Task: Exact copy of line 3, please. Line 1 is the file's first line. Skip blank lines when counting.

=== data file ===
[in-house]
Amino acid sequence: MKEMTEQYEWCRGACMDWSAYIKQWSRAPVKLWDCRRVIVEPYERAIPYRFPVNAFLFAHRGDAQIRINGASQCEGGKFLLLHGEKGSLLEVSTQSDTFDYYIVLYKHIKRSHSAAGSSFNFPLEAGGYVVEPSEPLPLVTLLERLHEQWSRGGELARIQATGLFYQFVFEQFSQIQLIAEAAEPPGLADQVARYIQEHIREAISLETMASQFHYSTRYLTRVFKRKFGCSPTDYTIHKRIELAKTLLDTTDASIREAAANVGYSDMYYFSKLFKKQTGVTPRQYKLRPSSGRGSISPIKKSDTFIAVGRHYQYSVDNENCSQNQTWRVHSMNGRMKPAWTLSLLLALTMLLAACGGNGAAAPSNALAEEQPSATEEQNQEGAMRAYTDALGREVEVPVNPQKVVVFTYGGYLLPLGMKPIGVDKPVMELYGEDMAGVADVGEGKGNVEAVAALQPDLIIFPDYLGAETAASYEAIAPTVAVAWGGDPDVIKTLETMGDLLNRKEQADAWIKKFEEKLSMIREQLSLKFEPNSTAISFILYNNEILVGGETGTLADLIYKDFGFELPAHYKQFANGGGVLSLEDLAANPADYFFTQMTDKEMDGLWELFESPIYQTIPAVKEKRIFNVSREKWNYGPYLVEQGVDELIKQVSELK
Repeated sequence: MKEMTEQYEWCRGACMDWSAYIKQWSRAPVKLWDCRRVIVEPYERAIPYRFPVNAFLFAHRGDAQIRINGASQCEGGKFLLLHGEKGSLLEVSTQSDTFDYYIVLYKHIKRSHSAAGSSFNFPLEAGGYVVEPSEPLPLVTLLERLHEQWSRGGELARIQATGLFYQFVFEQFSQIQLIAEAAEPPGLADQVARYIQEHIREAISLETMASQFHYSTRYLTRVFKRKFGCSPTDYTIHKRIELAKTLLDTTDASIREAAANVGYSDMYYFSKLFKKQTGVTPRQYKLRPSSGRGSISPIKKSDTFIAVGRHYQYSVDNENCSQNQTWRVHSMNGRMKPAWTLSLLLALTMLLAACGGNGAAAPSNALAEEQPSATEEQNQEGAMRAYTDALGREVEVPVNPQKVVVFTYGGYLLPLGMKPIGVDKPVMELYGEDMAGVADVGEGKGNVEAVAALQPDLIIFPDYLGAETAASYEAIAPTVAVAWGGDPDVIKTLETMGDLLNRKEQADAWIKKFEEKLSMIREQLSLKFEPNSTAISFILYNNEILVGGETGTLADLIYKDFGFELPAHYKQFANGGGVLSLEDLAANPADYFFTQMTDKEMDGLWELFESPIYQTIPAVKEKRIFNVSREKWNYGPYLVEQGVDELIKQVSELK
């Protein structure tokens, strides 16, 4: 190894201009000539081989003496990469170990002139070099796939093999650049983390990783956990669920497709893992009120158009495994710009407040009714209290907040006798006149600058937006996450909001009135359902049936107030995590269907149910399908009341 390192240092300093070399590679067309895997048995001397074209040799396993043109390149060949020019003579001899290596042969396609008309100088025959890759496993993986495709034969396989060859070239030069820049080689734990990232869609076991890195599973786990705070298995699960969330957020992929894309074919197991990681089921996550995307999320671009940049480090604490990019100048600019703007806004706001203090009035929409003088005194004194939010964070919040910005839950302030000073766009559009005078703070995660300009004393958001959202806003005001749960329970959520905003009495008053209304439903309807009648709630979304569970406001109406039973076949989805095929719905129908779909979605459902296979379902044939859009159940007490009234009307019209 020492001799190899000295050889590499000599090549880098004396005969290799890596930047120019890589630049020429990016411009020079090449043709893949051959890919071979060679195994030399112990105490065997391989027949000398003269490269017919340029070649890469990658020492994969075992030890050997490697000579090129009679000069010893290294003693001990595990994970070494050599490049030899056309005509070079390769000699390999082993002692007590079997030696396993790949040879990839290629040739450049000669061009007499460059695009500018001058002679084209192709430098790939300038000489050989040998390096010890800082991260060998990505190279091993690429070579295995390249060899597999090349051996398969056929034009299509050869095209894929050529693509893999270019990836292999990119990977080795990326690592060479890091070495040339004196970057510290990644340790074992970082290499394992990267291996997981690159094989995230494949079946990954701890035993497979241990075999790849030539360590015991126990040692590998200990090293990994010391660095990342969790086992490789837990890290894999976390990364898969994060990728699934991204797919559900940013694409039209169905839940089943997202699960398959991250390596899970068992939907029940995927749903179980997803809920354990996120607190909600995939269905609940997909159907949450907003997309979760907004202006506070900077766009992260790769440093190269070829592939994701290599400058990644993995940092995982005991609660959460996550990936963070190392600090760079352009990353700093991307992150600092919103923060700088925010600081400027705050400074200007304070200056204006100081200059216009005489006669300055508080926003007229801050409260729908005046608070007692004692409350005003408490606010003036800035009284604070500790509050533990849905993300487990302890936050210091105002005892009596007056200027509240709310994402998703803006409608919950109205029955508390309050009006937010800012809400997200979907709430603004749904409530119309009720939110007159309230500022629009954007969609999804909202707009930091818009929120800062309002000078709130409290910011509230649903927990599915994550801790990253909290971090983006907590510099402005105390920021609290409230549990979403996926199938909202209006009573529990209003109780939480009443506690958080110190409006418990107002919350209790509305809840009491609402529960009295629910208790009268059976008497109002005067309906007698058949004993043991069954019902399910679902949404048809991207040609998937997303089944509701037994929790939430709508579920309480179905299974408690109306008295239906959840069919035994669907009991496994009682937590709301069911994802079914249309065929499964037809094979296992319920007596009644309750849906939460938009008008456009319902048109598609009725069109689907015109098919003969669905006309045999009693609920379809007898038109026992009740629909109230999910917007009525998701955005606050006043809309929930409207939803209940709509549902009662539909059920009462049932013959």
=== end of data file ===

Repeated sequence: MKEMTEQYEWCRGACMDWSAYIKQWSRAPVKLWDCRRVIVEPYERAIPYRFPVNAFLFAHRGDAQIRINGASQCEGGKFLLLHGEKGSLLEVSTQSDTFDYYIVLYKHIKRSHSAAGSSFNFPLEAGGYVVEPSEPLPLVTLLERLHEQWSRGGELARIQATGLFYQFVFEQFSQIQLIAEAAEPPGLADQVARYIQEHIREAISLETMASQFHYSTRYLTRVFKRKFGCSPTDYTIHKRIELAKTLLDTTDASIREAAANVGYSDMYYFSKLFKKQTGVTPRQYKLRPSSGRGSISPIKKSDTFIAVGRHYQYSVDNENCSQNQTWRVHSMNGRMKPAWTLSLLLALTMLLAACGGNGAAAPSNALAEEQPSATEEQNQEGAMRAYTDALGREVEVPVNPQKVVVFTYGGYLLPLGMKPIGVDKPVMELYGEDMAGVADVGEGKGNVEAVAALQPDLIIFPDYLGAETAASYEAIAPTVAVAWGGDPDVIKTLETMGDLLNRKEQADAWIKKFEEKLSMIREQLSLKFEPNSTAISFILYNNEILVGGETGTLADLIYKDFGFELPAHYKQFANGGGVLSLEDLAANPADYFFTQMTDKEMDGLWELFESPIYQTIPAVKEKRIFNVSREKWNYGPYLVEQGVDELIKQVSELK